So if the magic Two Sentences can’t create the equivalent of “the Medicare provider system … with reimbursement based on Medicare rates,” to quote the CPC, what will? If the “option” isn’t going to have a ready-made supply of providers to work with, how will it be able to determine what premiums it will charge and which providers its enrollees can see so that it can begin the process of recruiting a customer base? I have discussed this complex “chicken and egg” problem in two previous papers (here and here). Essentially, the problem is that the “option’s” managers won’t be able to negotiate advantageous rates with providers unless they can give providers some idea of how many patients they will deliver to them, but they can’t make that estimate until they have some idea of what premiums the “option” will charge, but they can’t do that till they know what they have to pay providers, etc.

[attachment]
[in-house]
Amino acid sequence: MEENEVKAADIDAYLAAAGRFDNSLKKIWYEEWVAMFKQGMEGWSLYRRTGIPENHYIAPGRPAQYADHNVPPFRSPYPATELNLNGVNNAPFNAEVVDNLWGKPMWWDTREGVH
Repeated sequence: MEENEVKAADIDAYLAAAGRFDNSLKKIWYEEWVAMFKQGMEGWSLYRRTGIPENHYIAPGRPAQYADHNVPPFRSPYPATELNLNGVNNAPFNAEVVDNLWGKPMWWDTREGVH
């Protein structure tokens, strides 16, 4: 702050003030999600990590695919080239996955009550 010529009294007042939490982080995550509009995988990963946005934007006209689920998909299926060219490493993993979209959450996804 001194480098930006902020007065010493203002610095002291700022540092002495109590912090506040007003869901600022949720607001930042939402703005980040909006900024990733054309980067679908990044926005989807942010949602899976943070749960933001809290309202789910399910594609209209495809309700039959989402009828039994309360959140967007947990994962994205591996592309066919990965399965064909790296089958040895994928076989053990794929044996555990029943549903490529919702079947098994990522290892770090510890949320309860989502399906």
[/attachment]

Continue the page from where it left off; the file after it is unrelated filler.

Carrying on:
The chicken-egg problem could be solved if HR 3200 contained a provision that created a huge customer base for the “option” in every state prior to the day the “option” opened for business. Alternatively, HR 3200 could require all providers in America to participate in the “option” program (although it is not clear that even this requirement could solve the “chicken and egg” problem by itself). But HR 3200 contains neither provision. All it offers are the magic Two Sentences – providers are assumed to participate unless they say otherwise, and the Secretary is authorized to use Medicare’s rates. Offering the Secretary the Two Sentences is like offering someone scissors with one blade. The CPC’s vow to oppose legislation that does not contain the equivalent of scissors with one blade is silly.